A new Social Security Administration rule would bar Social Security recipients from owning guns.
A new Social Security Administration rule would add Social Security disability recipients who have been deemed unable to manage their own affairs to the federal background check system for gun purchases.
All Social Security recipients are not being barred from owning or purchasing guns, and persons affected by the new rule can appeal their inclusion in the background check database.
In July 2015, the Social Security Administration (SSA) proposed — and in December 2016 issued — new rules to “implement provisions of the NICS Improvement Amendments Act of 2007 (NIAA) that require Federal agencies to provide relevant records to the Attorney General for inclusion in the National Instant Criminal Background Check System (NICS).”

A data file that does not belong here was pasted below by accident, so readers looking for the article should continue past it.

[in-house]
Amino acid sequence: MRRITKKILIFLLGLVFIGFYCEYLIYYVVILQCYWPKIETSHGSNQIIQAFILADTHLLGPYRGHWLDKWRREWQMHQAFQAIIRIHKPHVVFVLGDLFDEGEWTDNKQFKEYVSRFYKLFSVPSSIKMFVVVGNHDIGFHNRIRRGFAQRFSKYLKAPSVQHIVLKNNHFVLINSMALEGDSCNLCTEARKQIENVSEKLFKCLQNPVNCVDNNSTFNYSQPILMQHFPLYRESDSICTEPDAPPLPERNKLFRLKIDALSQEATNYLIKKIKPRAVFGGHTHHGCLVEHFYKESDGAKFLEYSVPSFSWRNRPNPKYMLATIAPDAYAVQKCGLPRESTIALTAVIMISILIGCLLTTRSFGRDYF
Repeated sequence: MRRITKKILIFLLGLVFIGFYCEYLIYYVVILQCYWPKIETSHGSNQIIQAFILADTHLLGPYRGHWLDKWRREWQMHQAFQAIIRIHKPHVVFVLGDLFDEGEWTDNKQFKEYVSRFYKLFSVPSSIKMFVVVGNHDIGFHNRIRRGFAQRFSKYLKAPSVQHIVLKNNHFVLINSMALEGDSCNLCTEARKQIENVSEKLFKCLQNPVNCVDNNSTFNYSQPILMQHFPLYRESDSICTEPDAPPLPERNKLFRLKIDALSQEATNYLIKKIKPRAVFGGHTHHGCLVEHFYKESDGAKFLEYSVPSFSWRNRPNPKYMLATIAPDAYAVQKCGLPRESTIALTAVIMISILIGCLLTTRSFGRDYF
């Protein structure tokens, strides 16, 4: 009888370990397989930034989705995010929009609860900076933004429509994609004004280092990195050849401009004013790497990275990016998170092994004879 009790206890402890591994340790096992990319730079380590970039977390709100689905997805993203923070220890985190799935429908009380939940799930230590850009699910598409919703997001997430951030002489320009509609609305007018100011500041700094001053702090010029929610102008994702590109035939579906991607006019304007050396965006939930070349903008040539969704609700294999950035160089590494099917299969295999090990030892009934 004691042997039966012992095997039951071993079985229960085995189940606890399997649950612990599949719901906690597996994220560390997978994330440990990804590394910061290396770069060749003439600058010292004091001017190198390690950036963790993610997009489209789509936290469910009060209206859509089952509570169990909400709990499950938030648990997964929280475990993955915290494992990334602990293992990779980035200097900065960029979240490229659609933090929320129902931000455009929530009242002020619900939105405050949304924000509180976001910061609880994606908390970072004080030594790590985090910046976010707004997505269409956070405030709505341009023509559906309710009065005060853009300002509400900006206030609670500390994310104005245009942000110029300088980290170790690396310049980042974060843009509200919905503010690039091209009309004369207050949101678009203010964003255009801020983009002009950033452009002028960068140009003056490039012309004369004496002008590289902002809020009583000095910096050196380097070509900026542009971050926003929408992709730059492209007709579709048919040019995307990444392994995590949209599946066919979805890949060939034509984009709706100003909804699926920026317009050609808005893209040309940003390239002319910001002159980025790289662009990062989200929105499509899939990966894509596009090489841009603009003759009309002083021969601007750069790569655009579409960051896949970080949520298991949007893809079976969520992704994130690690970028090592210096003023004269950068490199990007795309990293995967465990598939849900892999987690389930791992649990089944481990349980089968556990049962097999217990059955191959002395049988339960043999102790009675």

The rule update was originally tagged as part of an effort by the Obama administration to strengthen gun control efforts after the 2012 Sandy Hook Elementary School shooting, efforts that include trying to plug holes in the firearms purchase background check system. The intent of the rule is to bring the Social Security Administration in line with other laws that regulate who gets reported to the National Instant Criminal Background Check System (NICS), a database used to prevent gun sales to excluded classes such as felons, drug addicts, dishonorably discharged service members, fugitives, and illegal immigrants.
The rule would require that the Social Security Administration report to the Attorney General, for inclusion in the NICS, Social Security recipients who have been deemed unable to manage their own affairs due to “marked subnormal intelligence, or mental illness, incompetency, condition, or disease”: